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Simple Tips to Sanitize Your Audiometric Booth

5/29/20 9:56 AM / by Adam Dawson

TipsSanatizeSoundBoothCovid-19 has created much uncertainty about how the world will change in its wake. Today and moving forwardsanitation is going to be of the utmost importance. In the healthcare field, where sanitation is already a top priority, what more can be done to ensure your space is as clean and safe as possible for patients? 

One particular area of concern for hearing care professionals are audiometric booths. Booths are an enclosed space that hosts numerous patients each day. In addition to door handles and surfaces potentially being contaminated, the air in the room can also be compromised if proper measures to ensure effective ventilation aren’t taken. 

Here are some recommendations Eckel and ETS-Lindgrentwo of our audiometric booth manufacturing partners, have shared to help keep your testing environments as sanitary and safe as possible for patients. 

General Disinfecting 

After each patient visit, it is recommended to wipe down all surfaces inside the booth with a rag dampened with an alcohol-based solution. It’s important to be mindful and not to get the rag too wet because you don’t want to accidentally soak any perforated surfaces. Also, it’s essential to wipe down any handles, headsets, or anything else the patient may have touched. Additionally, don’t forget about carpets. You’ll want to vacuum them several times per day and spray them with disinfectant twice per day (once in the morning and once before you close in the evening). 

Keep in mind that the recommended contact time for common disinfectants is between 30 seconds and 10 minutes. Wiping down surfaces and objects too soon may clean them without disinfecting. Using powerful UV lights have also been proven to help kill organic material, including viruses. According to Eckel, these are safe to use and won’t damage their audiometric booths. However, they can damage your audiometric instruments, so it’s important tremove all audiology equipment before using UV light to clean your booth.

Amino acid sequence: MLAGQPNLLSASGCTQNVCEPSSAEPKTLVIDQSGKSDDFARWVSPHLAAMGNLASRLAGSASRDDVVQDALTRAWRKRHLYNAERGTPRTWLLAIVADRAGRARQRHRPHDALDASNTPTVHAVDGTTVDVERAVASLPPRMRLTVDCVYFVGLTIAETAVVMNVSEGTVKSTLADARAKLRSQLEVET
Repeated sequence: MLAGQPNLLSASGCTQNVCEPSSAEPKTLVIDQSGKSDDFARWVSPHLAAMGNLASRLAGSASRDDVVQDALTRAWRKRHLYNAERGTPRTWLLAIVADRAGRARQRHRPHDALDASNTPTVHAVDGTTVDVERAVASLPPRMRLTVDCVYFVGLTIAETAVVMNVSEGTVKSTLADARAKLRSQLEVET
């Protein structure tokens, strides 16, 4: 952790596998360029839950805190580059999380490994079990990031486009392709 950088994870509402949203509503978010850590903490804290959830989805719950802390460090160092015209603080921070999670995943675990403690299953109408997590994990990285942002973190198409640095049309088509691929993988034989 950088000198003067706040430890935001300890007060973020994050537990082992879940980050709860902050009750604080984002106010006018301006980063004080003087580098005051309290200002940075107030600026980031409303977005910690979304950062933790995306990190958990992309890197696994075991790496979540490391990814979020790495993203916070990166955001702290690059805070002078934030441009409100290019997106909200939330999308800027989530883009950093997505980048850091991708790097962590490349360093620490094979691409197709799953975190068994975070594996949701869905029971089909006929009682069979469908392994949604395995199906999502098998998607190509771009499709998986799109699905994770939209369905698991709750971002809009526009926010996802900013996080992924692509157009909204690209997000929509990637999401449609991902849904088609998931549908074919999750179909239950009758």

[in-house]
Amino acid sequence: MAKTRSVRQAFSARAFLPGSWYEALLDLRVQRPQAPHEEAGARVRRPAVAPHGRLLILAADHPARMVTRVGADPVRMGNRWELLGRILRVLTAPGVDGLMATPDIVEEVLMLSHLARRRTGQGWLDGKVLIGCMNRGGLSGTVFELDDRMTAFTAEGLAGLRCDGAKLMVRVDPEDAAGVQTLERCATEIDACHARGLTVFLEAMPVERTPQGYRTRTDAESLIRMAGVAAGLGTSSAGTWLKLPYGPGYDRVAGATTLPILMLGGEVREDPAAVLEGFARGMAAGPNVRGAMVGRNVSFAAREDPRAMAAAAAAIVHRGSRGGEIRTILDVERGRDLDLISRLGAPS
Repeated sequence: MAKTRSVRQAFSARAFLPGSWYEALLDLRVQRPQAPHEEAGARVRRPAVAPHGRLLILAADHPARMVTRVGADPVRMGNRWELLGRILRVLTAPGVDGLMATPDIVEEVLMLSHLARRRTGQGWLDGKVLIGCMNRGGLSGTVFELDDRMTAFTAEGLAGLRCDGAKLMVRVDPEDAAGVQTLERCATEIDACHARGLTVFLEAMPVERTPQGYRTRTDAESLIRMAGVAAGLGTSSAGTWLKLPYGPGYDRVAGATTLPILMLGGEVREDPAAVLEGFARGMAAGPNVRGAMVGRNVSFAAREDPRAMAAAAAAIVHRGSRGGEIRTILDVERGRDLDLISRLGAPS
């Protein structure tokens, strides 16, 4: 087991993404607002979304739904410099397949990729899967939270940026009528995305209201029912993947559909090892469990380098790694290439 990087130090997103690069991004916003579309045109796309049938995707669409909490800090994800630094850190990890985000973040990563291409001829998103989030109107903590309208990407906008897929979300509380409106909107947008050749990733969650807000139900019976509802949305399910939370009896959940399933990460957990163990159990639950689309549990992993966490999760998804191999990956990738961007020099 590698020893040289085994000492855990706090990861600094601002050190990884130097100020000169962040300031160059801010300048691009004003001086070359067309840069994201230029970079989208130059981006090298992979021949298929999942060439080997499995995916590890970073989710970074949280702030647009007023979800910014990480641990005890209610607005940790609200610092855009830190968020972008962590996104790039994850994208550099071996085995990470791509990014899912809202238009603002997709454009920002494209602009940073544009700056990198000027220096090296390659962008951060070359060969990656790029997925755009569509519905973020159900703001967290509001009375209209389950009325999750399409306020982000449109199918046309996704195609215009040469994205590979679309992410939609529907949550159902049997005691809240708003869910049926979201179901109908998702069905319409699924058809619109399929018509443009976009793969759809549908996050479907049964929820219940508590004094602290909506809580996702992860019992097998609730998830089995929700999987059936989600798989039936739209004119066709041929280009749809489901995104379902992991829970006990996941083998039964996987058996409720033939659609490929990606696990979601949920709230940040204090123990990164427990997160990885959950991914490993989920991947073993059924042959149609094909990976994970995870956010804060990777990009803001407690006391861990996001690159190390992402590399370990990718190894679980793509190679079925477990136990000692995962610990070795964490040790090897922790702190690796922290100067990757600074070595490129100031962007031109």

For more recommendations on general disinfecting, please refer to the CDC’s guidelines. 

Ventilation 

When it comes to ventilation, proper management will rely heavily on the type of audiometric booth you have. According to Eckel, it’s recommended that ventilation in their booths be kept at a lower volumeTypical Eckel sound rooms are equipped with low-volume, fan-powered air handling systems that are capable of 10 to 12 air exchanges per hour. For Eckel booths hooked up to an HVAC system, the manufacturer recommends the air handling system should be balanced for no more than 80 to 100 cfm in order to maintain the acoustic integrity of the room as well as the air exchange rate. 

As for ETS-Lindgren audiometric booths, the following recommendations apply: 

1) Newer booths with variable speed fans 

  • When testing the fan will be adjusted for 6-8 air changes per hour 
  • When not testing the airflow can be adjusted up to 148 cfm 

2) Older booths with integrated muffin fans 

  • 45 cfm per fan - most booths have 2 fans 

3) Booths connected to building HVAC 

  • Recommendation is 6-8 air changes per hour 
  • An airflow hood will be needed to measure actual air flow 

Patient Requirements 

Lastly, some measures need to be taken to hinder the spread of infectious germs from the patient to the booth. It’s a good idea to set up a hand washing station near the booth and require that patients thoroughly wash their hands before testing. Having disposable surgical masks and gloves for patient use is also ideal as wearing them before entering the booth can reduce the spread of infectious germsAdditionally, it’s recommended that feet remain covered by shoes. Allowing patients to wear open-toed shoes or sandals is not advised. 

Keep in mind that these recommendations are not intended to contradict or replace policies required for infection control at your facility. These are merely just suggestions to help better ensure the safety of your patients. Also be aware that we are in no way guaranteeing safety of patients with these measures. They are merely guidelines you can follow to ensure the surfaces and air within your audiometric booth stays as clean as possible. 

For more information on our audiometric booths and safety recommendations, get in touch with your local e3 office today! 

 

About the Author

Adam is the Digital Marketing Coordinator at e3 Diagnostics. His interest in hearing healthcare is driven by his passion for music because he feels everyone should be able to clearly listen to Pet Sounds at least once in their life. In his free time, he enjoys playing video games, digging through record stores for classic vinyl, shooting hoops, and writing stories.

Topics: audiometric booths

Adam Dawson

Written by Adam Dawson

Adam Dawson is the digital marketing coordinator at e3 Diagnostics.